11.5.2021 | TaxPayroll Giving and charitable donations
Andrew Diver of the Beatons Group gives an overview of payroll giving and how to manage charitable donations within your business.
Giving to charity can deliver the feel-good factor to your business and contribute to a positive working environment by giving employees the opportunity to donate to their chosen charities.
Supporting charities also helps your business develop meaningful connections and an understanding of the communities in which you operate.
And it’s good to know that charitable contributions from businesses to non-profits can qualify for tax deductions too.
Inevitably there is some admin related to recording charitable giving, so it’s a good idea to consult a tax expert if you’re not sure. Beatons are always happy to advise.
Company owners and directors should be aware of their Community Social Responsibility (CSR). This is the part in which their business plays in the wider community and the responsibilities that it has to that community.
Setting up a payroll giving scheme can be part of a company’s CSR strategy, and many employers operate a matching scheme in which they match the level of employee giving.
This is great for fostering employee engagement and a collective responsibility, bringing the company and its people into the community.
How does it work?
Payroll giving is a way of giving money to charity without paying tax on the amount. It is paid through PAYE from wages or a pension.
Usually, employers agree to deduct an amount from an employee’s salary and pay this directly to the charity or any organisation which administers the payments.
Payroll giving means that the full relief is applied via your payroll and provides the full tax deduction saving the charity from having to make the claim to HMRC.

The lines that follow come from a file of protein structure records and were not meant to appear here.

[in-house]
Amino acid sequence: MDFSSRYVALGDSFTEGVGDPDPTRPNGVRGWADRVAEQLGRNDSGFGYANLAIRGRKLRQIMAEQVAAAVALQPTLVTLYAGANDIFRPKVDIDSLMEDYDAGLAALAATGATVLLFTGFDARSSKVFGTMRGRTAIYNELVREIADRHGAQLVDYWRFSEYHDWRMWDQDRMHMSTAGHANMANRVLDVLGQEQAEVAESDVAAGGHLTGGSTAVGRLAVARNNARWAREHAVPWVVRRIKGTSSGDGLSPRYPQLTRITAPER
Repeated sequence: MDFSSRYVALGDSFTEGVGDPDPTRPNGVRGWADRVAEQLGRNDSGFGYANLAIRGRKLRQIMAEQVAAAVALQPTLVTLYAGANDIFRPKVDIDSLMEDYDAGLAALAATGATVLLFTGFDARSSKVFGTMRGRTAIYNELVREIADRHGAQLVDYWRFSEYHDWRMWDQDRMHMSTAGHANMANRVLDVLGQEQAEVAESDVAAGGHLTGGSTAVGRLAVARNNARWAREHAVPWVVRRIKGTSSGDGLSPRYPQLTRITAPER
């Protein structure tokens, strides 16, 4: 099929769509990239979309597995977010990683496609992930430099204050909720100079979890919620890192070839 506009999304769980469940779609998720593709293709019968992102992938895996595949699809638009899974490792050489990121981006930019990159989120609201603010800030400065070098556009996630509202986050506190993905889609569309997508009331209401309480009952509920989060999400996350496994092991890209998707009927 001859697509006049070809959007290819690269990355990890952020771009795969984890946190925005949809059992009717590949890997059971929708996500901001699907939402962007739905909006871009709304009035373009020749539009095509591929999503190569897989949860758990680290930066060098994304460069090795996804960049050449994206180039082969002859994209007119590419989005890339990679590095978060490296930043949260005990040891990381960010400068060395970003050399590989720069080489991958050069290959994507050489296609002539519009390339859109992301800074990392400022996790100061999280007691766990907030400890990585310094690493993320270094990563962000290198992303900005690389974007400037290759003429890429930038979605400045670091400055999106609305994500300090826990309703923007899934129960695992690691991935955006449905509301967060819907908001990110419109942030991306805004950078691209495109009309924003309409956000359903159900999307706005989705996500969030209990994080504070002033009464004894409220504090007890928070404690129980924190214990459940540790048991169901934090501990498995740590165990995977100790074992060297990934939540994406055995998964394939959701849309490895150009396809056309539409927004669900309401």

A gross salary of £1,000 would be taxed at 20% and result in £200 in tax and £800 net pay.
If an employee was to make a £100 donation as above, the £1,000 taxable salary reduces to £900.
When taxed at 20%, this results in a net pay of £720 – This is the original £800 net pay less £80 which is the cost to the employee of the donation as the £100 donation will not have been taxed.
This scheme is particularly useful for higher rate taxpayers as it gives them the extra tax relief on their donations without them having to complete a tax return.
The gift aid scheme
The easiest route to giving cash to a UK registered charity is via the gift aid scheme.
Its merits are described here in an example:
Let’s take an example of a cash donation of £80 to a charity.
If the charity is provided with the donor’s name and postcode and declaration, they are a UK taxpayer and they can contact HMRC and request a further £20 bringing the amount the charity can spend up to £100.
For a taxpayer who earns less than £50,270 a year there is no other tax relief for this.
But for taxpayers earning over £50,270 they can obtain higher rate tax relief through their tax return.